Last Monday night, E and I followed the signs from the subway station to “Ditmars Forest,” the slice of sidewalk in our neighborhood that has been overtaken by fresh-cut evergreen trees available for purchase. After just a few minutes of holding trees up for inspection, we selected one: a 4-ish foot high Noble Fir that looked much fuller and more symmetrical on the sidewalk than it did once we got it home.
But get it home, we did! I spent the evening wrestling with dollar store strings of lights and ornaments from CVS and Ikea (and a few special ones we’ve picked up over the last few months, such as that zebra up there). While I worked, I listened to the Bonanza Christmas album, which was an inexplicable but integral part of the Christmases of my childhood. At the end of the evening, we had a glowing, sparkling tree in the living room, with the bald side tucked up against the TV stand.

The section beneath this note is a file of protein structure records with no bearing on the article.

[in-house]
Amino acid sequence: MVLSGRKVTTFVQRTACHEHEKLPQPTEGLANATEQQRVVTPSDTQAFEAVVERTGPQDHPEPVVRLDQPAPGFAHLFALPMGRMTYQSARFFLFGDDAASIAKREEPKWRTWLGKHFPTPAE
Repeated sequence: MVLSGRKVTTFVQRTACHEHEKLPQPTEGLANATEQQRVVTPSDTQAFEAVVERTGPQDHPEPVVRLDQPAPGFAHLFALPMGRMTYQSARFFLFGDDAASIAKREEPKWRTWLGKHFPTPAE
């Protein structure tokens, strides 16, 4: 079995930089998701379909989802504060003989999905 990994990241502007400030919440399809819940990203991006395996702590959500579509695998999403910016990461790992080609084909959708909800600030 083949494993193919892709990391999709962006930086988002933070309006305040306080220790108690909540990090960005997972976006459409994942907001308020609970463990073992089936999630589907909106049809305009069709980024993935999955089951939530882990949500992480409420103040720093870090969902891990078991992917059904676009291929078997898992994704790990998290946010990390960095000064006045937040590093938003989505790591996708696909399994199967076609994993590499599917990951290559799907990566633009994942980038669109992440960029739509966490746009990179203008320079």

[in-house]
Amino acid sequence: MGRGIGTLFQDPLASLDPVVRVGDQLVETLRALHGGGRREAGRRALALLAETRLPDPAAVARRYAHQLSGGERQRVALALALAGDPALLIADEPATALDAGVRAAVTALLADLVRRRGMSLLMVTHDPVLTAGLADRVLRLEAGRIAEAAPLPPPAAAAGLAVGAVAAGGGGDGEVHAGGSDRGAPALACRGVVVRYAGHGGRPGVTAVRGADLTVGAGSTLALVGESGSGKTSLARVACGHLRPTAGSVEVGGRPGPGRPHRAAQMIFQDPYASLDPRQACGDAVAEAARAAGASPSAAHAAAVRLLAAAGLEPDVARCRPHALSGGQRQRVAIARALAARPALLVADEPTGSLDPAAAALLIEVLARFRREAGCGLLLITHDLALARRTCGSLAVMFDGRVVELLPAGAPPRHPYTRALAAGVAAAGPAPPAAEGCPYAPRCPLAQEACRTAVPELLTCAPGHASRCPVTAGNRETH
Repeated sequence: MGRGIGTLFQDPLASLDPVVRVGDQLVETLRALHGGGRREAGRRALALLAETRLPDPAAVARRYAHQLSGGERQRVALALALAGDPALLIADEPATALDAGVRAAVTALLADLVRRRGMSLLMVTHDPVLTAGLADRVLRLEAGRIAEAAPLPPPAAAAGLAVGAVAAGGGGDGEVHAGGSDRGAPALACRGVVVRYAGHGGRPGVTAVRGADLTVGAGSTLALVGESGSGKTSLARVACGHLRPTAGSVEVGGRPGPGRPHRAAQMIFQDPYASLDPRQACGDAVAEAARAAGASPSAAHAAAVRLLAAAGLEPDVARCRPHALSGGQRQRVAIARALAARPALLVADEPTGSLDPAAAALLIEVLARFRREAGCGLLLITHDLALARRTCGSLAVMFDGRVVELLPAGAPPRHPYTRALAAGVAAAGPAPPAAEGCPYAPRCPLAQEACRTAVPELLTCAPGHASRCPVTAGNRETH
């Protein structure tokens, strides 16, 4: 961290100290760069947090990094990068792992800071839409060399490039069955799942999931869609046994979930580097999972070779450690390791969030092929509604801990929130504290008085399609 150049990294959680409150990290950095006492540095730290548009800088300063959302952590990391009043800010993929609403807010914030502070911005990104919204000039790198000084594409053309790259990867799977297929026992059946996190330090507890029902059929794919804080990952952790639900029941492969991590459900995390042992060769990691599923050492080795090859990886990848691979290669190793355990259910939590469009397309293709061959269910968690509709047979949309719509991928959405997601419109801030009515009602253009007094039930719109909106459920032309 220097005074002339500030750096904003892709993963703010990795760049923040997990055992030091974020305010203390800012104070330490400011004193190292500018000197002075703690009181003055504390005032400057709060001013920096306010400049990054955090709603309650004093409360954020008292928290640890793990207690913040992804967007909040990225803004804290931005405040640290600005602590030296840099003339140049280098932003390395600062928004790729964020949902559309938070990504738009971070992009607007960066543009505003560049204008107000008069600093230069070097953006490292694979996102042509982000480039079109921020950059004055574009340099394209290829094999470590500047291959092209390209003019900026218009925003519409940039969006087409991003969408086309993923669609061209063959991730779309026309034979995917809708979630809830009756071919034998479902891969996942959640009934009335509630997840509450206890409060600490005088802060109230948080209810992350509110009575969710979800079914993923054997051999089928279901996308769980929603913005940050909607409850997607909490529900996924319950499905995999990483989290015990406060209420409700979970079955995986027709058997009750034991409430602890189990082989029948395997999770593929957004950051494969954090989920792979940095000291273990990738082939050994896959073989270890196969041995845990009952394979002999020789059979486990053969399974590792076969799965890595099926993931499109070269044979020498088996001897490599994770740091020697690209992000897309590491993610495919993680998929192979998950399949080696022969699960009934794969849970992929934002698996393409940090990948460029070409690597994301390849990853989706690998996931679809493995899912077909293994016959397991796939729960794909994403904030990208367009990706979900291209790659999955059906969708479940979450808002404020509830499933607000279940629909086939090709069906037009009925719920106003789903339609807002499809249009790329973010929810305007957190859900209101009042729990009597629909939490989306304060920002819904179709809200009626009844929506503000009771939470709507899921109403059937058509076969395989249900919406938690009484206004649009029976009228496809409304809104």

This is our fourth Christmas as cohabitants, and the first year we bought a tree. We’ve always talked ourselves out of the expense, and the work, because we visit family for the holiday and reckoned we wouldn’t be able to enjoy it anyway. But this year, I put my foot down (and, since E is int he throes of finals, did just about all of the related work). I’m glad I did. The tree is lovely, and it makes our tiny, stupid apartment feel more festive than my paper snowflakes ever do.
More than that, every time E walks through the living room on a study break, he grins from ear to ear and tells me he loves the tree. Usually I’m the one pushing seasonal decorating and activities; he tolerates my whining about going pumpkin picking in the fall or to see the giant trees around the city. But his excitement about the tree has been a welcome reminder that the people in our lives can and will always surprise us.